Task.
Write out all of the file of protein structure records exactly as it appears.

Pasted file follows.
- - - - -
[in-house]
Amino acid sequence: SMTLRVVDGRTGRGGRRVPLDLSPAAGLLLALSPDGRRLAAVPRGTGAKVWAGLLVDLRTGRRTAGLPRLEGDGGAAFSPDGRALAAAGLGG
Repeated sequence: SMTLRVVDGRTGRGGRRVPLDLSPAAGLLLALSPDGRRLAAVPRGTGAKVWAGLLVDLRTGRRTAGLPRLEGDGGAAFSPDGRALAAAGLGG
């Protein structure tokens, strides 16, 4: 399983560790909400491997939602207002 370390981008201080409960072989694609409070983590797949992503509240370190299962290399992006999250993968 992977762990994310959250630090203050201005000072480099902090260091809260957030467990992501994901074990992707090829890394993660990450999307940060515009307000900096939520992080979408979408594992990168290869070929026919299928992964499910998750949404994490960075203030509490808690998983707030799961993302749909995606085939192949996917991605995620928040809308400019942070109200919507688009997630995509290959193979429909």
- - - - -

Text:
[in-house]
Amino acid sequence: SMTLRVVDGRTGRGGRRVPLDLSPAAGLLLALSPDGRRLAAVPRGTGAKVWAGLLVDLRTGRRTAGLPRLEGDGGAAFSPDGRALAAAGLGG
Repeated sequence: SMTLRVVDGRTGRGGRRVPLDLSPAAGLLLALSPDGRRLAAVPRGTGAKVWAGLLVDLRTGRRTAGLPRLEGDGGAAFSPDGRALAAAGLGG
């Protein structure tokens, strides 16, 4: 399983560790909400491997939602207002 370390981008201080409960072989694609409070983590797949992503509240370190299962290399992006999250993968 992977762990994310959250630090203050201005000072480099902090260091809260957030467990992501994901074990992707090829890394993660990450999307940060515009307000900096939520992080979408979408594992990168290869070929026919299928992964499910998750949404994490960075203030509490808690998983707030799961993302749909995606085939192949996917991605995620928040809308400019942070109200919507688009997630995509290959193979429909």